Norwegian cinema has been able to make itself stand out from among the industry in the region. More than any other Scandinavian industry, the Norwegians are willing to take the stories they tell way beyond the confines of a standard drama affair. From films like Ragnarök, The Wave, and of course, the great Troll Hunter, their industry has shown to be willing to take genre filmmaking and give it the effort and the resources necessary to make great films.
Many other European film industries, like the ones from Germany, France, and even Italy, have been trapped inside the confines of their own legacy. Countries that once were known for the refined and elegant take on filmmaking. Those legacies are long gone. Of course, the countries are still fine examples of what healthy local film industries look like, but they have not been able to look past the themes and the styles that defined their legacies from long ago. Norway, on the other hand, is just beginning its road to glory.
Blasted is a Norwegian film directed by Martin Sofiedal and stars Axel Boyum, Fredrik Skogsrud, Ingrid Bolso Bersal, Andre Sorum, Mathias Luppichini, and Eirik Hallert. The film tells the story of Sebastian, a young executive at an investment firm that is soon to be married and is trying to get a promotion at his job. Sebastian is driven by stress, and so her fiancée invites his old childhood friend to his bachelor party. The two friends will rekindle their friendship as they battle against an incoming alien invasion.
Blasted is genre filmmaking at its best. Yes, the movie cannot compare its production values to the biggest Hollywood films, but what lacks in resources it compensates for by having a ton of heart and just the fact that it is plain old fun. The film doesn’t take itself seriously enough so that we can do it as well. Because of it, everything that happens in the film feels in line with what a movie of this caliber would do, so even the biggest shortcomings can be excused.
The film uses a mixture of comedy with heartfelt storytelling to put the characters into situations where they reveal themselves. Doing this subverts expectations at every moment as well. And even when the movie clearly sets the path of a couple of characters into a defined path, it manages to take them in another more interesting direction that goes against what is often done in this type of movie. Especially the type of movies coming lately to Netflix.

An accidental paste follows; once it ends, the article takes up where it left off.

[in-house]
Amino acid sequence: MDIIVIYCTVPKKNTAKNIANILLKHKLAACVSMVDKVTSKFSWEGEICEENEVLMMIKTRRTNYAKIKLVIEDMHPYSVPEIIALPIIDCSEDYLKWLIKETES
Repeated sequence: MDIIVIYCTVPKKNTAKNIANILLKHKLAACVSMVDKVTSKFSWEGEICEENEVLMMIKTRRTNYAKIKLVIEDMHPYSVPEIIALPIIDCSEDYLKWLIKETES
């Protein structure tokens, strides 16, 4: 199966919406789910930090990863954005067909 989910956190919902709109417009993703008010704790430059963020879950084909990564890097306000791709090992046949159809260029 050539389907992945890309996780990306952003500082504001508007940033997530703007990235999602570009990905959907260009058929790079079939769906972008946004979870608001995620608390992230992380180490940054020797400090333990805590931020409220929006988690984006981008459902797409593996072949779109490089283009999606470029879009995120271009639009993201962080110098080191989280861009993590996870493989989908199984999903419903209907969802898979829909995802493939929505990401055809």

The film definitely has that World’s End kind of vibe, as its premise and the way the film is executed, remind you of the work of Edgar Wright or Joe Wright. The movie is snappy and fast. Director Martin Sofiedal never stays too much in one place, and he always keeps things on a roll. Is the movie visually striking? Not really, all the shots and the camerawork are pretty standard fare. The look of the movie is very TV-like at some points, but it all works in favor of that B-movie adventure feel the movie is going for.
The actors are all doing great work. The characters are defined very early on, and they don’t really derail from their archetypes. So, yeah, you will not see any characters you haven’t seen before. Sebastian, for example, is going through the path of the uptight character rediscovering who really is and who to enjoy life much more. It makes you wonder how he got a girlfriend in the first place, when he is actually so uptight and unfun at the beginning of the movie. But those are the things that let you know what this movie is.
The visual effects are quite solid, but there is nothing here that will make you go wow! Maybe, the last sequence of the film stands out just for the fact that you don’t really expect this type of quality VFX coming from a movie with a clear low budget to work with. However, this is clear proof that there are relatively no excuses for when a movie’s VFX is doggy, especially the ones displayed in big blockbusters. If Blasted can deliver then there are a lot of movies out there that can also do it.
If there is something that really hurts the movie on a primordial level is the fact that the movie is quite predictable with its plot. You know exactly what is going to happen from the moment the film makes its premise clear enough. This lack of surprises in the plot makes the movie feel on autopilot. The film does great and unexpected work with its characters, but sadly the story revelations feel like an afterthought, and that last scene, the one that closes the movie, is very, very weak.
Blasted is a fun adventure that reveals the meaning of being truthful with yourself and also being able to be real with the people that love you. The film cannot reach its full potential because it doesn’t really have the resources to do it, and there is one character that truly feels more like an add-on than an actual part of the story. Nevertheless, Blasted is quite fun, and it will make for a fun watch whenever you decide to watch it.